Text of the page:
EDITORIAL

Genomics and Drug Toxicity

Science  22 Oct 2004:
Vol. 306, Issue 5696, pp. 575
DOI: 10.1126/science.1105854

As genomics has revolutionized the study of biology, so has it affected how drugs are discovered. Pharmaceutical companies have also realized another major application: how drugs are assessed for safety. The analysis of gene expression profiles is now actively used alongside conventional toxicological assays to assess drug safety. Such toxicogenomic analysis is being used to predict drug toxicities and to gain a more in-depth understanding of toxic mechanisms, so that more successful drug candidates can be selected.

The U.S. Food and Drug Adminstration (FDA) sees genomics as a beneficial aid to the drug risk assessment process primarily through its ability to identify specific patients who are either likely to benefit from a particular drug or who may experience harm. The use of toxicogenomics also has promise in proving hypotheses that support safe drug use in humans through a mechanistic understanding of toxicities found in drug-treated animals. Take the case in which rats were treated with a certain class of hypolipidemic drugs. Changes in the expression of specific liver genes were seen that have been shown to correlate with observed liver toxicity. However, when treated human and rat liver cells were compared, analogous gene expression changes were not seen in the human cells.* Thus, by gaining a better idea of the mechanisms of toxicity in an animal species, it becomes feasible to examine species-specific effects to better assess the possible relevance of animal findings to humans. After a number of conferences and workshops based on recent FDA draft guidelines, there was agreement that some standards ought to be adopted for the generation and subsequent submission of toxicogenomic data to the FDA. This would help ensure that any regulatory decisions based on an interpretation of data can be made in a consistent manner.

CREDITS: PHOTOS.COM; (OVERLAY) GENOME.GOV

A number of groups are actively addressing the issues of standardization of toxicogenomic data generation and exchange. The European Bioinformatics Institute (EBI) has created Tox-MIAMExpress to incorporate toxicity and toxicogenomics data into their Array Express database. Such efforts help identify the essential elements of a microarray experiment that are critical to interpreting a gene expression profile in the context of an associated toxicity. Some aspects of toxicogenomics experiments that are suitable for further standardization include data normalization methods, statistical assessments of gene expression, gene annotation and function, data visualization methods, and issues related to quality control of transcripts and probes.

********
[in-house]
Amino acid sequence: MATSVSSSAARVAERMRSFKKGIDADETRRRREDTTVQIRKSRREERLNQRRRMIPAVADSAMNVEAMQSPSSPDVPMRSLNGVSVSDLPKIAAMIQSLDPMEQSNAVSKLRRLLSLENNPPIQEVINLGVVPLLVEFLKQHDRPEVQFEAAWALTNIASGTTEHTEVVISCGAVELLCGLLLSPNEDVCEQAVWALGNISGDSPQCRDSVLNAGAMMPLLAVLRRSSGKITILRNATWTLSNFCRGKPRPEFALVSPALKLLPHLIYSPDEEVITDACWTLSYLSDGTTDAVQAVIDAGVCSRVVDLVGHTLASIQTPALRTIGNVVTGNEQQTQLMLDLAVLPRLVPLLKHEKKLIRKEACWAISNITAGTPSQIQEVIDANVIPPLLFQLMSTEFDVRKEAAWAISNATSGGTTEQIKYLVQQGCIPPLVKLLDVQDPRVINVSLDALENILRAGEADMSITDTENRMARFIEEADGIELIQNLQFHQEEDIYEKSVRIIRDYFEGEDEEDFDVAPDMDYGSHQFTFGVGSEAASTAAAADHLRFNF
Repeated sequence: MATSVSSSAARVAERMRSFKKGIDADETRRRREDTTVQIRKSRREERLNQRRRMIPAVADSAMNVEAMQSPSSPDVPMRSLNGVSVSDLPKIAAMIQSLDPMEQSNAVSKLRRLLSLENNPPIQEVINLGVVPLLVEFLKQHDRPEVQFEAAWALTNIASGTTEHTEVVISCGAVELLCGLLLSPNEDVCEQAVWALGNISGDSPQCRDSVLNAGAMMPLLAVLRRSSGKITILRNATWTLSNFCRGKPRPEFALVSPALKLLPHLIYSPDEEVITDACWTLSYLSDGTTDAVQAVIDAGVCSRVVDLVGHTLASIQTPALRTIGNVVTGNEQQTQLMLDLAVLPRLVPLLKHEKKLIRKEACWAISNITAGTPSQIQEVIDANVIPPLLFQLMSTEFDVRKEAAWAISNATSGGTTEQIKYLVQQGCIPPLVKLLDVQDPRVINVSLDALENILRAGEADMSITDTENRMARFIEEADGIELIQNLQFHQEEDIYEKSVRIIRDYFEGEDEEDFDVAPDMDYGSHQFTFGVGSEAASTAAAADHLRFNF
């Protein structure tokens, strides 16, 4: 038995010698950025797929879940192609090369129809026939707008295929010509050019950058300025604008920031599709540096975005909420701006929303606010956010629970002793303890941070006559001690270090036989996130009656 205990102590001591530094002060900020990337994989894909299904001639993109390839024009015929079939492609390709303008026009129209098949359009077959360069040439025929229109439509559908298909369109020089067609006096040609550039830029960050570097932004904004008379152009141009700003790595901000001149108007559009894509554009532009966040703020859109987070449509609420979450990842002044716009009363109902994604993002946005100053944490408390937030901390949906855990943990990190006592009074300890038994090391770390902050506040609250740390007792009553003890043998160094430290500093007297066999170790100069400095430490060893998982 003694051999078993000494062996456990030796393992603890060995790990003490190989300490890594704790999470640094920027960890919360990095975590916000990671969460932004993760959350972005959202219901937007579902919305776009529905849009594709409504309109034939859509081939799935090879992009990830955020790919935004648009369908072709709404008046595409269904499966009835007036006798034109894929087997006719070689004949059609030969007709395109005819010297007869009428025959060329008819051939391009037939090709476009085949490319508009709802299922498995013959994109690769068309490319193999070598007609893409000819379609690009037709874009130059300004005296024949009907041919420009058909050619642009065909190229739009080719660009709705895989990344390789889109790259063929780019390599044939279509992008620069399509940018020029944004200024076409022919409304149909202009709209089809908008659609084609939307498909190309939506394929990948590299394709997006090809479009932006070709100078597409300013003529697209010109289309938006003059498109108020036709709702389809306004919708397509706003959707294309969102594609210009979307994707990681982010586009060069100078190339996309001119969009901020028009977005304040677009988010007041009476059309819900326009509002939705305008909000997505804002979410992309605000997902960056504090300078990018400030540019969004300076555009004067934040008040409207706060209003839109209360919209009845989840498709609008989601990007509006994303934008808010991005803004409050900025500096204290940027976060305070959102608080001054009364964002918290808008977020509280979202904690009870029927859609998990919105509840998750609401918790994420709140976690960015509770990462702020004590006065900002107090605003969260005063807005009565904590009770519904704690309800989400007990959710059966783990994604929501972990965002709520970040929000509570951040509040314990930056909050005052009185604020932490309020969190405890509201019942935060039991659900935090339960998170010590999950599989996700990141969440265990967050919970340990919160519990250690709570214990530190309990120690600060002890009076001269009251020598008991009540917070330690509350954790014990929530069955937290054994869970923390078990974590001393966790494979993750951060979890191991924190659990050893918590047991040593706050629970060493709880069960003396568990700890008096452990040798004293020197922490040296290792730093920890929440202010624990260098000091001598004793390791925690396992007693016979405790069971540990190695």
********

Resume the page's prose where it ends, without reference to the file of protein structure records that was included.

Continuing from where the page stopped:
Once a compound is selected for development by a pharmaceutical company, submission of toxicogenomic data to the FDA as part of a risk assessment package may be needed to help address safety concerns. An approach being taken by the Clinical Data Interchange Standards Consortium (CDISC) Pharmacogenomic Standards nonclinical working group is to develop hypothetical cases in which the submission of toxicogenomic data would assist in the interpretation and determination of the relevance of specific toxicity issues. In the example of the hypolipidemic drugs mentioned above, the availability of toxicogenomic data submission standards would offer drug companies the ability to submit data at a molecular level highlighting the species-specific nature of an animal finding, thereby helping to address the safety concerns of regulators.

The development of standards for toxicogenomic data generation and interpretation will help establish toxicogenomic approaches as scientifically accepted practices in the complex process of drug risk assessment. Central to this process is the continuation of the ongoing dialogue between molecular and traditional toxicologists from drug companies, regulatory bodies, and academia. The development of a scientific consensus on toxicogenomic data standards and data interpretation would mean fewer safety concerns and fewer delays in the drug approval process, resulting in improved availability of safe and effective drugs. The development and acceptance of toxicogenomic data submission standards promise to significantly improve the drug risk assessment process, which would benefit the pharmaceutical industry and public alike.

Peter G. Lord is in Pharmaceutical Research and Development at Johnson & Johnson in Raritan, NJ. Thomas Papoian is at the U.S. Food and Drug Administration in Rockville, MD.

  • *J. W. Lawrence et al., J. Biol. Chem. 276, 31521 (2001).

  • †W. B. Mattes et al., Environ. Health Perspect. 112, 495 (2004).

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